Thursday, February 7, 2008

What Do You Mean Caucus?

For the first time in many years Kansas has held a caucus. The democratic caucus was February 5, Super Tuesday in fact and the republican will follow on Saturday. Not quite sure why they weren’t the same day, but then I didn’t understand a lot about the whole caucus format truthfully.

But I have learned.

As a dedicated voter I wouldn’t have missed this for the world. Co-workers and friends were split on whether or not they would participate. Many of them felt that it wouldn’t be worth the time and effort to participate.

Myself, I have always thought that my vote is worth it all.

When I decided to participate in the Kansas Caucus, I realized that I knew very little about the whole process. What was the difference between a caucus and a primary? Are there differences even? So, to find answers I turned to my good friend, Wikipedia.

I like how Wikipedia is laid out; for me it is easy to read and understand and always provides me with valuable info and it was pretty helpful in this instance.

Caucus: A meeting of members of a political party or subgroup to nominate candidates for various offices.

Primary: Primary elections are one means by which a political party nominates candidates for the following general election.

Well, that cleared everything up! The only difference I could see was that a caucus was specifically done by political party and a primary isn’t. General election, primary election? This all sounded like some kind of political double-talk to me.

Both are designed to determine where our delegate votes will go at the conventions next summer. Okay, I understood that. So what else was different?

A primary is basically an election – you go in and cast your vote in a normal election process. The caucus it turns out functions a bit differently. Here’s how it worked here.

There were places set up for each of the candidates and you went to the place of the candidate of your choice. Your time to get in there and register was limited so when 7:00 came, the doors were closed and no one else could enter. When the doors closed the votes at each table were counted and then everything was tallied up and combined with all the other votes from your state.

Or that was how it was supposed to work, in theory. And of course we all know how that line of thinking works!

So, it was a bit different…

There was a place for each candidate, an over-flowing place; they had woefully underestimated how many folks would turn out for this democratic process. Each candidate had a room then, and it still wasn’t enough. But there was only so much space so they did the best they could.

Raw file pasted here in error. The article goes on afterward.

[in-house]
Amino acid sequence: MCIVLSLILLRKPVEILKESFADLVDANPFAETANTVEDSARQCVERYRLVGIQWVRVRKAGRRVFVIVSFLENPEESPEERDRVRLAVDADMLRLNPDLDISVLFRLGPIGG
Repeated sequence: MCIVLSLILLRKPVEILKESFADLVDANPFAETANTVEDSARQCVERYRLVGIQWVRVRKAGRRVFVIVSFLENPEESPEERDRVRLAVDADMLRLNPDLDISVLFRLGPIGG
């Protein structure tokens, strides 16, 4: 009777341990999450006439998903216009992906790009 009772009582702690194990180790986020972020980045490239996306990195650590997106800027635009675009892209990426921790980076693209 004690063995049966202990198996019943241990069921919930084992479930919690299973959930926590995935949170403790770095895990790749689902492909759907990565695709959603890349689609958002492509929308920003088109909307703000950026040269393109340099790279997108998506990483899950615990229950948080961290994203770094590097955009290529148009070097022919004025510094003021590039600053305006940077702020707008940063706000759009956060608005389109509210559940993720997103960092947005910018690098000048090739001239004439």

So, there was a room for Clinton and a room for Obama, and then there was never-never land or in other words, the land of the undecided. It was up to the Clinton and Obama camps to educate the undecided on their candidate’s issues and views thereby coaxing the undecided to their side.
Again, in theory it sounds good and in reality it fell flat. Too many of the undecided’s knew perfectly well whom they were going to vote for. Halfway through the caucus I decided to call the undecided’s the argumentative instigators. The moniker fit perfectly. Most seemed to thrive on the arguments. I don’t know, maybe they were just lonely, or bored, or even inspired, who knows. But two hours into a process that was estimated at an hour I had pretty much had enough. And the two hours didn’t take into account the half an hour spent looking for a parking place before finally parking 2 blocks away in icy sleet that I would later have to scrape off of my car, nor did it count the half an hour waiting to get in or the time spent trying to find a place to hang out during the process.

Sounds like I’m one of those ‘whiner’ types doesn’t it? I’m not really. But I had built up expectations about the glorious process of caucus; how I would be thrilled and inspired by it and become even more motivated. Instead it became tedious and irritating – all I wanted was to get the hell out of Dodge!

Oh well, right?

I don’t know if caucus works that way in every state, but it’s how it worked here. It was an interesting process. Not particularly high-tech, nor even private as an election vote is. But it’s part of our processes of choosing our next leader and therefore to me, an important process to take part in. The main thing is that I did it. I went and became a part of the political machine we call democracy, a right guaranteed by our constitution.

My mom always told me when I was growing up to never complain about our political leaders if I didn’t participate in who got elected. I believe that is true and heaven’s knows I want my say!

Just try and shut me up!

Wednesday, January 30, 2008

Gimme Shelter

Oh, a storm is threat'ning My very life today
If I don't get some shelter Oh yeah, I'm gonna fade away
War, children, it's just a shot away It's just a shot away

War, children, it's just a shot away It's just a shot away

Ooh, see the fire is sweepin' Our very street today
Burns like a red coal carpet Mad bull lost its way